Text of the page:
It was noon before consciousness returned to the tired body, and only then because the clatter of horses’ feet outside waked the sleeper and startled him so that he sprang from the bed to the window. Relieved by the sight of Continental uniforms, Brereton stretched himself as if still weary, and felt certain muscles, to test their various degrees of soreness, muttering complaints as he did so. Throwing aside his jacket, waistcoat, and shirt, he took his sword and pried out the crust of ice on the water in the tin milk-pail which stood on the wash-stand. Swashing the ice-cold water over his face and shoulders, he groaned a curse or two as the chill sent a shiver through him. But as he rubbed himself into a glow, he became less discontented, and when resuming the flannel shirt, he laughed. “Thank a kind God that it ’s as cold to the British as ’t is to us, and there are more of them to suffer.” Another moment served to don his outer clothing and boots, and to fit on his wig and sword. His toilet made, he went downstairs, humming cheerily. He turned first to the kitchen door, drawn thither by the smell that greeted his nostrils.
“Canst give a bestarved man a big breakfast and quickly?” he asked the woman.
“Shure, Oi’ve all Oi can do now,” was the surly response, “wid the general an’ his staff; an’ his escort, an’ thim as is comin’ an’ goin’, an’—”
Brereton came forward. “Ye ’d niver let an Oirishman go hungry,” he appealed, putting a brogue on his tongue. “Arrah, me darlin’, no maid wid such lips but has a kind heart.” The officer boldly put his hand under the woman’s chin and made as if he would kiss her. Then, as she eluded the threatened blandishment, he continued, “Sure, and do ye call yeself a woman, that ye starve a man all ways to wanst?”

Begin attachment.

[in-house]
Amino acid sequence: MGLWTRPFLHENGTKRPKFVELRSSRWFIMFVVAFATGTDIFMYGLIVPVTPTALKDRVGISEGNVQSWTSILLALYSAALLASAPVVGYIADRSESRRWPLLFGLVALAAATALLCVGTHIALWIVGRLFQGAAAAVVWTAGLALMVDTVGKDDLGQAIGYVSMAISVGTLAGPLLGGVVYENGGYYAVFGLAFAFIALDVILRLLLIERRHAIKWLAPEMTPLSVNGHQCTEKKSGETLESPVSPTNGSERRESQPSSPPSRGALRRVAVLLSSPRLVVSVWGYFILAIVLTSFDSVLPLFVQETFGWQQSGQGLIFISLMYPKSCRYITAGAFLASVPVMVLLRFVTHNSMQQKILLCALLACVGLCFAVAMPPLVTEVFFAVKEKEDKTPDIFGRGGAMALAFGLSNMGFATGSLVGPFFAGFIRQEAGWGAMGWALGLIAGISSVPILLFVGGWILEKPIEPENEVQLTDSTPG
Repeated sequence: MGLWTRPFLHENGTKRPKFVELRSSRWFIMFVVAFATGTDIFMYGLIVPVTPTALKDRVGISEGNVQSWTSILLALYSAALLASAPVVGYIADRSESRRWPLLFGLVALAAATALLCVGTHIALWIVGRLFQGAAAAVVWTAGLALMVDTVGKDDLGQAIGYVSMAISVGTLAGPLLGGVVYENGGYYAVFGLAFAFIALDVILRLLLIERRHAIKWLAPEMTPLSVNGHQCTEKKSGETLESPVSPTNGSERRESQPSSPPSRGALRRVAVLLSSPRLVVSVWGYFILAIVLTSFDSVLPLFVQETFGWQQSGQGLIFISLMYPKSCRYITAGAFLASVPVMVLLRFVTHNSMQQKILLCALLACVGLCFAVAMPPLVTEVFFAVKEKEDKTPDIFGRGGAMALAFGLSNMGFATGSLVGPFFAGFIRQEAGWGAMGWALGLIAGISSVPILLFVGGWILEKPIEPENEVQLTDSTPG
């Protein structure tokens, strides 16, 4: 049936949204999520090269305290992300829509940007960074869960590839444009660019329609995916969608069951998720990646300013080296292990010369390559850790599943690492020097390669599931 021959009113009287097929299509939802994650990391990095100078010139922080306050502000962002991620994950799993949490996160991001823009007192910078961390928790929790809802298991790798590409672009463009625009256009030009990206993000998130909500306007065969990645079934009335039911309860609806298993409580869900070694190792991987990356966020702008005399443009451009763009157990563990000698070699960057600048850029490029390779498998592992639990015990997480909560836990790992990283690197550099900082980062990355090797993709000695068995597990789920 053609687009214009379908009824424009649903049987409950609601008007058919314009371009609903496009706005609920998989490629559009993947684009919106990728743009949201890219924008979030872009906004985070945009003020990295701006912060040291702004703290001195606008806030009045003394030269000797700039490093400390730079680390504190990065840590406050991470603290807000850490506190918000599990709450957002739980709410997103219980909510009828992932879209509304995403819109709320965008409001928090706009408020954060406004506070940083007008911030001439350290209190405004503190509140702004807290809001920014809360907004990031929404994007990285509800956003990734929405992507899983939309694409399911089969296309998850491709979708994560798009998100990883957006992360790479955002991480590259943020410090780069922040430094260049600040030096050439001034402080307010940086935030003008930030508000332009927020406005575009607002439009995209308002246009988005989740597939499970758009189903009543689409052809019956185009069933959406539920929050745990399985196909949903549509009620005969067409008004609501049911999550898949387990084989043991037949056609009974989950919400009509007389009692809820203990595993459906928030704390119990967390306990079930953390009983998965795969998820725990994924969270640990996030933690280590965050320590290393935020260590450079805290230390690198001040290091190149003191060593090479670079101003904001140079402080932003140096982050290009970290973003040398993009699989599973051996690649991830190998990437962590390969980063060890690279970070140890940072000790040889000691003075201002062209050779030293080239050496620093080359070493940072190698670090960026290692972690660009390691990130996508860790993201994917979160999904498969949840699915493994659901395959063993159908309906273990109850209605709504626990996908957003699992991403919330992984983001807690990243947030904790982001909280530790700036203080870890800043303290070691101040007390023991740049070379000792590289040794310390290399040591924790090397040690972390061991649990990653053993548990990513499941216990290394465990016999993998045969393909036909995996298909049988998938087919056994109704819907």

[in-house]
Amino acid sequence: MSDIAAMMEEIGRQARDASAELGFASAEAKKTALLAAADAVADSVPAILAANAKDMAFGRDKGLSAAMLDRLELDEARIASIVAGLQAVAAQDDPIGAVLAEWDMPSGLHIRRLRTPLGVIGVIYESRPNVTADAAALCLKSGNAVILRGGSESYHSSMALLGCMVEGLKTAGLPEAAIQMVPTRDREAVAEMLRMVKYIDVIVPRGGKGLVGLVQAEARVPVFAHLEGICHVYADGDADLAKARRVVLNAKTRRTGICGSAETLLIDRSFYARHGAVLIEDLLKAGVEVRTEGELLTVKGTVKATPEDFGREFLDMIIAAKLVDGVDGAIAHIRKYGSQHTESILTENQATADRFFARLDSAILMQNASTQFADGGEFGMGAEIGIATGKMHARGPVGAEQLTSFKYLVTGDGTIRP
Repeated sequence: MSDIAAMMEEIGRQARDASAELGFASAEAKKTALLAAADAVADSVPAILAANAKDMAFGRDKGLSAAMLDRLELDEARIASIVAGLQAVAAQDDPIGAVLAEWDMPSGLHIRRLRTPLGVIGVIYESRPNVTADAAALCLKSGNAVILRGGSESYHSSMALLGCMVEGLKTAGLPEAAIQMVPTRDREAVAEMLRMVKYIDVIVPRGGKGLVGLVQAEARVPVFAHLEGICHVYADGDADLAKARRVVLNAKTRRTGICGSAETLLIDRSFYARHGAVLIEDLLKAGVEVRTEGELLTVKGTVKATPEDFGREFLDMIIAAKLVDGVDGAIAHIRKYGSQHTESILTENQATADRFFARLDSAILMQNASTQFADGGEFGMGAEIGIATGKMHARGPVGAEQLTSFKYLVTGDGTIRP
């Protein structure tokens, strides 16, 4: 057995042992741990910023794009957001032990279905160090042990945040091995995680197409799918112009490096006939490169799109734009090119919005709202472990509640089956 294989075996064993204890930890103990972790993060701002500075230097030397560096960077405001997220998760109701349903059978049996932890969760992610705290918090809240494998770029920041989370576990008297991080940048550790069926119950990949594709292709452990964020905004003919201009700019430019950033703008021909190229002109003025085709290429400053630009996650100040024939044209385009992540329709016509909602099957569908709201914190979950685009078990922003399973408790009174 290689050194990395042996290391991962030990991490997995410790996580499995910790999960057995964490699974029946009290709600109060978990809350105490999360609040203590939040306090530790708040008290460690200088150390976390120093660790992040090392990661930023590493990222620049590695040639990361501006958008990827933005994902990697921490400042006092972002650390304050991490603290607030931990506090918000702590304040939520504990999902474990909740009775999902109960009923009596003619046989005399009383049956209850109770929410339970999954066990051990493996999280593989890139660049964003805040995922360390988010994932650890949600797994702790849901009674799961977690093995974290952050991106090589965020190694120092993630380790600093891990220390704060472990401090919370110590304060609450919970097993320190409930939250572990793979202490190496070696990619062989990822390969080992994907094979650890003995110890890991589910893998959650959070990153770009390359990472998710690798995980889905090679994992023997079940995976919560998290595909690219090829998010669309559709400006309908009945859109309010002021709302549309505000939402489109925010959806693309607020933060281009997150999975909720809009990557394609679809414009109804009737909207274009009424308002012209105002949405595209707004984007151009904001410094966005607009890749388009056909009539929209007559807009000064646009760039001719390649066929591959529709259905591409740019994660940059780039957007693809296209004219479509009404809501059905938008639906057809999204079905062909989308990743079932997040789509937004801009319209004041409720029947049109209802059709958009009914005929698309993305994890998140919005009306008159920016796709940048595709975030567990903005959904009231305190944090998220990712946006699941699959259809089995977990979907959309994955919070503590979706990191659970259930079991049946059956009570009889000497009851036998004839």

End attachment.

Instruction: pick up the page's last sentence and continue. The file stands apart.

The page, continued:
“Ah, go long wid yez freeness and yez blarney,” retorted the woman, giving him a shove, though smiling.
“An’, darlin’,” persisted the unabashed officer, “it’s owin’ me somethin’ ye do, for it was meself saved yez father’s life this very morning.”
“My father—shure, it ’s dead he’s been this—It ’s my husband yez must be afther spakin’ av.”
“He ’s too old to be that same,” flattered Brereton.
“’T is he, Oi make shure,” acknowledged the woman, as she nevertheless set her apron straight and smoothed her hair. “An’ how did yez save his loife?”
“Arrah, by not shooting him, as I was sore tempted to do.”
The landlady melted completely and laughed. “An’ what would yez loike for breakfast?” she asked.
Brereton looked at the provisions spread about. “Just give me four fried eggs wid bacon, an’ two av thim sausages, an corn bread, wid something hot to drink, an’ if that ’s buckwheat batter in the pan beyant, just cook a dozen cakes or so, for I’ve a long ride to take an’ they do be so staying. Also, if ye can make me up something—ay, cold sausages an’ hard-boiled eggs, if ye’ve nothing else, to take wid me; an’ then a kiss, to keep the heart warm inside av me, ’t is wan man ye’ll have given a glimpse av hivin.”